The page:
Depicting journeys in Story Map Cascade

Whenever I return from a vacation I can’t resist the urge to document it in the form of a story map. Last summer my family and I spent a week on the Isle of Arran in western Scotland. It took me a while to get around to it, but recently I pored over the hundreds of photographs I had taken during the memorable trip, and put a selection of them together into a “Walking the Isle of Arran” Story Map using our Cascade app.

This time, though, I decided to experiment a bit, and depicted each of the five hikes we took during the week in a distinctive style by using the features and functions of Story Map Cascade. I hope you’ll find these storytelling techniques useful in creating your own narratives.

For the “Machrie Hike“, a leisurely walk up a broad valley liberally sprinkled with stone circles and standing monoliths, I used the standard “narrative” format, where users scroll through text and a variety of media. Rather than use interactive web maps or scenes, I modified a screen grab of an Ordnance Survey map to show our route as a series of static images.

We on the Story Maps team like static maps. It’s easy to assume that all maps within Story Maps should be interactive, but static maps can be very effective in depicting exactly what we, as authors, want our users to know—without the distraction of pan and zoom controls, pop-ups, and so on.

TIP: In order to have the maps appear at the ideal size on the page, I added some empty white space to the left and right of the map images. I saved and uploaded several versions with differing amounts of padding until I had the effect I was looking for. Be sure to test your story on a variety of screen sizes to make sure it’s effective, especially on tablets and smartphones.

The second outing to Kildonan featured some beautiful scenery, so I wanted to maximize the impact of my photographs. I chose to use an immersive section, where the background images lock into place and fade from one to the next as floating caption boxes provide narrative text and (static) maps.

Hike number three, to King’s Cave, also uses an immersive section, but in a very different way. In this case I created a web scene on ArcGIS Online, saving “slides” representing the locations and, in some cases, the orientation of the photographs they accompany. I then put the outing’s photos and narrative text in the floating caption panels. The effect of the zooming web scene is kind of cool, but be careful—all that zooming around can be slightly nauseating. Toward the end of the story I deliberately pushed the nausea limit to demonstrate the downside of flying indiscriminately from place to place in a web scene.

TIP: It’s also important to remember that web scenes aren’t viewable on most tablets and mobile devices. We’ve anticipated this issue by incorporating an “alternate media” function in the Cascade builder. When you choose a web scene to use in Cascade, the builder adds a “Mobile” option…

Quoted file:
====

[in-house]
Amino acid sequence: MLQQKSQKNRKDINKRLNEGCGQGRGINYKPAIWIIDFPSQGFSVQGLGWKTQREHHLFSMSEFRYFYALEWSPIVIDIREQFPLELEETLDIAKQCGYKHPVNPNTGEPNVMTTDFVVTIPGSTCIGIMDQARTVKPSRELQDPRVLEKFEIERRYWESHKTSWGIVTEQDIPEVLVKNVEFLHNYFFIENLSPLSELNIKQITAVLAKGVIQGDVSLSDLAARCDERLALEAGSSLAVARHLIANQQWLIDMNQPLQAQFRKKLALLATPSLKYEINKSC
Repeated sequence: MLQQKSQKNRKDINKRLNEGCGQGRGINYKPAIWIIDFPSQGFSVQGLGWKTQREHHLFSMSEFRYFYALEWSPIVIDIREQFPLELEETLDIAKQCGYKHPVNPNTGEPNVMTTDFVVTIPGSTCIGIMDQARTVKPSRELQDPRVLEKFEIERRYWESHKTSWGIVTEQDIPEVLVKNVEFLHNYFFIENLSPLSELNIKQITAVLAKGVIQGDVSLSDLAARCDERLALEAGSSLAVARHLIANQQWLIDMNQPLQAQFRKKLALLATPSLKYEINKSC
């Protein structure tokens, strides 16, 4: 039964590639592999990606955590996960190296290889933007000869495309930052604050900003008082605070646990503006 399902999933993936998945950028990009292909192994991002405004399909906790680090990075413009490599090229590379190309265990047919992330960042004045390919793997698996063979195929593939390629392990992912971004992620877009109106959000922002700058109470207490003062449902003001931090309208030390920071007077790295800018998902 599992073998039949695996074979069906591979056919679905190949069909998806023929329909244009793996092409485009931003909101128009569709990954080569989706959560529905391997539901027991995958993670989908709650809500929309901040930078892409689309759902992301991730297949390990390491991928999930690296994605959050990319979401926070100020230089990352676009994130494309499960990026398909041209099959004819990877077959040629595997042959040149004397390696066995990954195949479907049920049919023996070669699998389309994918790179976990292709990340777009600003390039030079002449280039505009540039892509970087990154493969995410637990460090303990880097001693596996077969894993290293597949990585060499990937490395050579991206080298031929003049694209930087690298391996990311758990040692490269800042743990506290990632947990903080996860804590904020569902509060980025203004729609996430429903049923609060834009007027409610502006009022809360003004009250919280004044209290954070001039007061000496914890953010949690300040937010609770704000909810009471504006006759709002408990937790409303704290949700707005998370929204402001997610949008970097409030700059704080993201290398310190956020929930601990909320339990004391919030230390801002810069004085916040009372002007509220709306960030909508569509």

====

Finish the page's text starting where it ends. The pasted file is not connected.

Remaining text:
Click it and you’ll see a “Change image” button that enables you to upload a static image that will appear in place of the web scene for those viewing the story on small devices. I did screen grabs of the scene’s slides to replace the web scene. Take a look at the story on a tablet or smartphone, and you’ll see the images–without the swooping transitions.

Another useful feature of the mobile controls is the ability to determine which part of the image is visible on small screens. This is especially important for mobile, where most users don’t bother to rotate the screen from vertical to horizontal. Sliding the blue button around gives you a real-time preview of how your image will appear on smartphone screens.

The fourth hike, a rainy-day outing to Loch Iorsa, also used an immersive section, but this time I used a web map instead of a 3D web scene. I used the “Add Map Notes” function in the ArcGIS Online map viewer to create a multi-purpose map of the Isle of Arran (here’s the rather odd-looking web map). I created separate layers for each stage in the hike, and then used the layer controls within the builder to turn on and off the route lines. This enabled me to visually tie each photo in the floating captions to its appropriate spot along the route. Producing the map is a bit tedious (I hand-drew the route segments), but I think the result is pretty effective.

You’ll notice that at one point I swapped in a full-screen photo, which added a nice touch of drama to the sequence.

For the final hike, a memorable trek to Fairy Dell near Arran’s northern tip, I mixed and matched most of the techniques I’ve just outlined (although I didn’t use a web scene). I used a combination of narrative and immersive sections, plus small static maps and a larger, dynamic map. Photos are displayed in immersive backgrounds, floating panels, and narrative galleries.

This ability to be creative, and to combine various storytelling devices, is one of the reasons I enjoy creating story maps—especially Cascade stories. As you become more familiar with Cascade, and our other storytelling apps, you’ll have fun discovering new ways to combine maps, images, and app functions to create awesome effects.

About the author

Allen founded the story maps team at Esri. Prior to joining Esri in 2010, he worked at National Geographic for 27 years in a variety of positions, including art director of National Geographic Magazine and chief cartographer at National Geographic Maps.


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